The Orlando shooting and the many stories by survivors, friends and family members of the deceased, and many others in faraway cities and states, of the sufferings of the LGBT community in America and other parts of the world finally convinced me of the existence of a similarity between their situation and those of Black Americans before Civil Rights (and beyond), Jews, and many other social, cultural or ethnic minority groups in the world. It offered a better understanding of their need for special classification and protection. As a patron of the Pulse night club admitted during a radio interview: “we know we live in a time and society that hates us and wants to kill, but we will not give in to hate. We cannot die, because we are not a person; we are a spirit. If we elect a president in this country who wants to kill us all, I will be in front of the line…” I personally hope we never degenerate to a state where we would elect a president that will order the killing of all LGBT people, just for their lifestyle.
Mixed messages from the pulpit
Much of the hatred directed at LGBT people is borne out of the misinterpretation of the teachings of the bible. Yes, as a Christian one is taught that homosexually is not acceptable, and I believe that. Ironically, the same bible and Christian teachings impressed upon us that it is against our beliefs to treat someone differently; we are supposedly all children of One God, and discrimination against another is discrimination against God. Love one another, the Bible said, as God loves us. Unfortunately, most of our religious leaders us their opportunities at the pulpit to preach division and hate, and many of their followers and listeners act upon such preaching. It was heart-warming for me to hear a prominent Dallas pastor, on the day of the Orlando massacre, strongly insist that Christians are only required to understand that homosexuality is unchristian, and not to hate or harm such persons.
The US constitution emphasizes the importance of freedom of choice and equality of all creation. The separation of people by race, gender, ethnic origin, and religious preference is nowhere in the constitution; however, politicians, in their quest for influence and votes, have divided the people along these lines and the result is the frequent massacre of Americans that we witness weekly, in the guise of one thing or the other. We have even appended causes for these mass killings depending on race: if you are a white mass killer, you have a mental problem and forgot to take your medication; if you are a born or converted Muslim, you are a terrorist with links to major terror organizations based in some foreign land. If you are black, you are angry and frustrated, and if you are a police officer, you feared for your life.
The Second Amendment, as originally intended, was in support of the right to self-defense, resistance to oppression, and civilian involvement in the defense of the state. You can agree with me that none of the mass killings in the US today has any relationship with any of the original intents; not Columbine, not Newtown, not Virginia Tech, not Charleston, and definitely not Pulse night club in Orlando. Yet, the National Rifle Association, and many politicians who benefit financially from the NRA and gun manufacturers have stoked alarm and fear of disarmament in the minds of mostly gullible citizens who, in return, have boosted sales of guns and fattened the pockets of executives of gun manufacturing companies and their families, while leaving a trail of blood, tears, and broken families crisscrossing the entire US landscape.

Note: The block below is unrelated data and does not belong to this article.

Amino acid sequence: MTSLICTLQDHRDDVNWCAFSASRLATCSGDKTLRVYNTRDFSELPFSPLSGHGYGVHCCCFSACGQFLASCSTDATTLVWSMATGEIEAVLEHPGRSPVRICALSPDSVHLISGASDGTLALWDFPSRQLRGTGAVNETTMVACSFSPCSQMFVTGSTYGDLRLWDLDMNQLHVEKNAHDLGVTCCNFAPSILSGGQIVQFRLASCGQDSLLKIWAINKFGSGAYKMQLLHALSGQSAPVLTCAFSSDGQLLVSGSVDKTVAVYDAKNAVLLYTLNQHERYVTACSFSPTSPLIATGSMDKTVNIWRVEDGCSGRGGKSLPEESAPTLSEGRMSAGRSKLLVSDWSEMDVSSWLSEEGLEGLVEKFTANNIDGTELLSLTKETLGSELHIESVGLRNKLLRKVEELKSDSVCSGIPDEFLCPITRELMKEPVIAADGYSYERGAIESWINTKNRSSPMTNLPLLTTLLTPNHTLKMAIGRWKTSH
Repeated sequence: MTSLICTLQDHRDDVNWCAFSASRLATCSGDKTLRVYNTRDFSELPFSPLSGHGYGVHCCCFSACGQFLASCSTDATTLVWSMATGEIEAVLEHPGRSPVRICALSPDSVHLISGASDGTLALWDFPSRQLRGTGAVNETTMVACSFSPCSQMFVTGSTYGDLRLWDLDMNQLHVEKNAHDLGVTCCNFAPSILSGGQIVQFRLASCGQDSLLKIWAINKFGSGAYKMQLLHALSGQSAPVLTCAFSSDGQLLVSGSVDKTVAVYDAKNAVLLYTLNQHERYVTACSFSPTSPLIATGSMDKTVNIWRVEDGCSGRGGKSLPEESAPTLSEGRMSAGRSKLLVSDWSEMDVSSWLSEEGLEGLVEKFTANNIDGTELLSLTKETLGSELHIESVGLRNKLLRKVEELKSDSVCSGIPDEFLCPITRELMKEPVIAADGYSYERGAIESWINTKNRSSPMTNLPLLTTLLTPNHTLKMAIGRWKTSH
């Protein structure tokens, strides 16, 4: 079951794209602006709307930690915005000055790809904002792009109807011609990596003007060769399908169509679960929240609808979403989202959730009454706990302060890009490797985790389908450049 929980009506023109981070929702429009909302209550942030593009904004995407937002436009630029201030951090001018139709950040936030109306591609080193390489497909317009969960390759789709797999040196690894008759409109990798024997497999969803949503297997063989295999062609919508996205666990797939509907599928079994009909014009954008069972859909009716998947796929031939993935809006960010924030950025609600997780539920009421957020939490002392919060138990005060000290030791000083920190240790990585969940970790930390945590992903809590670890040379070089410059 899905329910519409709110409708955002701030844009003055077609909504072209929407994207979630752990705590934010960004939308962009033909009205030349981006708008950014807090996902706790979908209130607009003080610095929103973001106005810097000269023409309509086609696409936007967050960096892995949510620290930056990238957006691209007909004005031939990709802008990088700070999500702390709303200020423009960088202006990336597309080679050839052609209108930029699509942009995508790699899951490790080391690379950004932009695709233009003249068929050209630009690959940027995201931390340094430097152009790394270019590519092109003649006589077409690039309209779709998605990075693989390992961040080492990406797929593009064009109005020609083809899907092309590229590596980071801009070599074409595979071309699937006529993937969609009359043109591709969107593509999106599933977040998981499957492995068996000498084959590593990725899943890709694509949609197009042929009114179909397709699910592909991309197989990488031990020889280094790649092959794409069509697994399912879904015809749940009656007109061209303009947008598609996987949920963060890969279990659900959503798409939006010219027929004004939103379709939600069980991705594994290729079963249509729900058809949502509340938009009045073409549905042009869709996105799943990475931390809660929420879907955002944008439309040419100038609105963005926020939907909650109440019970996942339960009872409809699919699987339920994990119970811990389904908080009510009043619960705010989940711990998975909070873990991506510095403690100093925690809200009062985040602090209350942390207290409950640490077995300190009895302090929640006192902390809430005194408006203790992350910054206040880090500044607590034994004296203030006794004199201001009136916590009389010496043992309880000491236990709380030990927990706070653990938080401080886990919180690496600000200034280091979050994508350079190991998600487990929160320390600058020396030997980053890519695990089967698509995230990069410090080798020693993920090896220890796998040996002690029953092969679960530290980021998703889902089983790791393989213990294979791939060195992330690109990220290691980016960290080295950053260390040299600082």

An abridged chronicle of US mass killings and fatality counts:
Camden, New Jersey – September 1949 – 13 people
University of Texas, Austin – August, 1966 – 16 people
San Ysidro, California – July, 1984 – 21 people
Edmond, Oklahoma – August, 1986 – 14 people
Killeen, Texas – October, 1991 – 23 people
Columbine H.S, Littleton, Colorado – April, 1999 – 12 people
Virginia Tech University, Blacksburg, VA – April 2007 – 32 people
Omaha, Nebraska – December, 2007 – 8 people
Geneva County, Alabama – March, 2009 – 10 people
Binghamton, NY – April 2009 – 13 people
Fort Hood, Texas – November, 2009 – 13 people
Manchester, Connecticut – August, 2010 – 8 people
Tucson, Arizona – January, 2011 – 6 people
Sea Beach, California – October, 2011 – 8 people
Oakland, California – April, 2012 – 7 people
Aurora, Colorado – July 20, 2012 – 12 people
*Newtown, Connecticut – December 14, 2012 – 26 people
Herkimer, NY – March, 2013 – 4 people
Santa Monica, CA – June, 2013 – 5 people
Washington, DC – September, 16 – 12 people
Umpqua Community College, Oregon – October, 2015 – 9 people
Alturas, CA – February, 21 2014 – 4 people
Isla Vista, CA – May, 2014 – 6 people
Marysville, Washington – October 24, 2014 – 5 people
Charleston, SC – June 17, 1015 – 9 people
Roseburg, Oregon – October, 2015 – 10 people
San Bernardino, CA – December 2015 – 14 people
Colorado Springs, CO – November 2015 – 3 people
**Orlando, Florida – June 12, 2016 – 49 people
A couple of things are worth noting here:
1. This total – 371 - number of American casualties occurred not in the hands of an outside enemy, during a war, or from series of natural disasters; instead, these were American citizens killing each other out of hate; frustration with their lives, the system, or their relationships; for adventure, and/or just testing out their new guns and,
2. This does not include other murders committed by gangs, the police, scorned spouses and jealous lovers, business partners because of deals gone badly, and suicides. It does not, also, include the 168 people who died in the 1995 Oklahoma City bombing, which was clearly a terrorist act.
It will be forlorn to hope that the recent massacre in Orlando will awaken the American conscience into action, because Newtown did not achieve that; it is equally self-deceiving to expect the outpouring of support and emotions for the LGBT community to ease or reduce the level of hate directed against them. Because ours has become a nation determined to beat itself back into the age the Second Amendment was written and passed into law, the recent mass shooting will result, like others before it, in increased gun sales and usage. We are all waiting with bated breath for the next mass killing, because it has become an American culture like baseball and apple pie. At least, for me, the veil of ignorance is finally off.